I can't count the number of kids I know whose separated or divorced parents use them as pawns to hurt each other. This is worse than the divorce itself on many kids because they are put in a position of acting as the go-between or feeling as if, by loving one parent, they are being disloyal to the other. There is another way, though. It is called coparenting.
I first learned about coparenting from the best mother I know, my daughter. She has two daughters and one son by two different ex-husbands and somehow works with most of the other parties involved to create a loving, secure family for not only her own three children but their assorted half and step siblings. Not only that, her best friend and her two children have been integrated as part of this extended, or chosen, family. This makes nine children who, between them have four "moms" and two "dads" to turn to. While the fathers don't socialize much with each other, the mothers have all become good friends and frequently "hang out" with each other.
The players in this little drama are:
A = My daughter
B = My daughter's ex-husband number 1, the father of her two daughters -- out of the picture
C = My daughter's ex-husband number 2, the father of her son (his second).
D = My daughter's ex-husband number 2's first wife, mother of his first son
E = My daughter's ex-husband number 2's first wife's current husband, father of their daughter
F = My daughter's ex-husband number 2's current wife. Mother to his two step children.
G = My daughter's best friend, mother to the two "extras" in the mix.
1 = A&B's daughter (17).
2 = A&B's daughter (15).
3 = A&C's son (14).
4 = C&D's son (15), half brother of 3 and stepbrother of 1 and 2.
5 = D&E's daughter (8), half sister of 4.
6 = F's Daughter (10), C's stepdaughter. Stepsister to 3.
7 = F's Son (6), C's stepson. Stepbrother to 3.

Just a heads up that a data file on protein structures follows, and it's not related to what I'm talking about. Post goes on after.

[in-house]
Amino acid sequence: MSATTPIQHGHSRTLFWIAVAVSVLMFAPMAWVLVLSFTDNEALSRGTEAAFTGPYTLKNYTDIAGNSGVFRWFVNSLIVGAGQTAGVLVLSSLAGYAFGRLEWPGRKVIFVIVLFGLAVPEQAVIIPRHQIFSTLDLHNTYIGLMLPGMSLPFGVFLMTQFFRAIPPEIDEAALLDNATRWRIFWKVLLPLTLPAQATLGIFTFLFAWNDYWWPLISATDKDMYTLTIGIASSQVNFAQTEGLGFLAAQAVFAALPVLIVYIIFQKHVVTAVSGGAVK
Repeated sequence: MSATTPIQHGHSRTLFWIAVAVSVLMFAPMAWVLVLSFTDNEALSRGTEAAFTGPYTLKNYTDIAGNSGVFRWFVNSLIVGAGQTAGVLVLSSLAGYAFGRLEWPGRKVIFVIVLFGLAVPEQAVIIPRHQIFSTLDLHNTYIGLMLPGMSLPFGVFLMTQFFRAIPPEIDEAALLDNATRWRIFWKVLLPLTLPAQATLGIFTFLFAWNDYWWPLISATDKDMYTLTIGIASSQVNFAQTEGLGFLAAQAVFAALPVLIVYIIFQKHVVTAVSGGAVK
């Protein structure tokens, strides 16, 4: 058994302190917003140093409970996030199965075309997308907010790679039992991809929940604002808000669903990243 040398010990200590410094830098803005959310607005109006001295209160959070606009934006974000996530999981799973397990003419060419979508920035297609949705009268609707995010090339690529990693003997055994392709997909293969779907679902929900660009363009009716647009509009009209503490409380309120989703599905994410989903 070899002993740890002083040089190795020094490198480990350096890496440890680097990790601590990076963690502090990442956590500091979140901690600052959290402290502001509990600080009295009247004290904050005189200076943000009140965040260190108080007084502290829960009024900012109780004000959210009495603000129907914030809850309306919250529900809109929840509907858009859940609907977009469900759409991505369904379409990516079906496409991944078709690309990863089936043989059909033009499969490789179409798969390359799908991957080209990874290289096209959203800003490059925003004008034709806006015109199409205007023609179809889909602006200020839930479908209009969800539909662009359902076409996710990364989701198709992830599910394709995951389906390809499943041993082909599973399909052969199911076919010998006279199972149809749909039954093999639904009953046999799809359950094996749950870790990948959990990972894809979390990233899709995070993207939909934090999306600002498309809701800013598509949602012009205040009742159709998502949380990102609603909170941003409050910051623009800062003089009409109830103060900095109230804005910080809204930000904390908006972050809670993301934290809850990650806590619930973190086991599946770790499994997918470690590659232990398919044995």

8 = G's daughter (11) -- chosen family.
9 = G's son (9)-- chosen family.
Naturally, there are conflicts at times between parenting styles but with a little bit of communication they are ironed out. At any given point any of these nine children can call on any of the six adults for help, advice, sympathy, etc . . . . They know that what they say will be held in confidence unless it is not in their best interest to do so. These kids are also allowed to stay at any of the parents' homes as long as the primary parent okays it. It is not uncommon for all 9 of them to spend a weekend together with one or more of the parents. This way all the adults get the occasional break.
I know it all seems complicated, but the best thing about it is that all the children involved feel accepted and loved no matter what they do or which home they are in. I know that coparenting won't work for everyone, and and is rarely carried to the extreme extended family situation my daughter and her children enjoy, but I honestly think that all divorced parents, should work together more.
The most useful sites I have found that explain coparenting are listed below. They give resources and information and there is even a site where you can sign up for an online coparenting class.
There are many other good sources on coparenting online. All you have to do is look.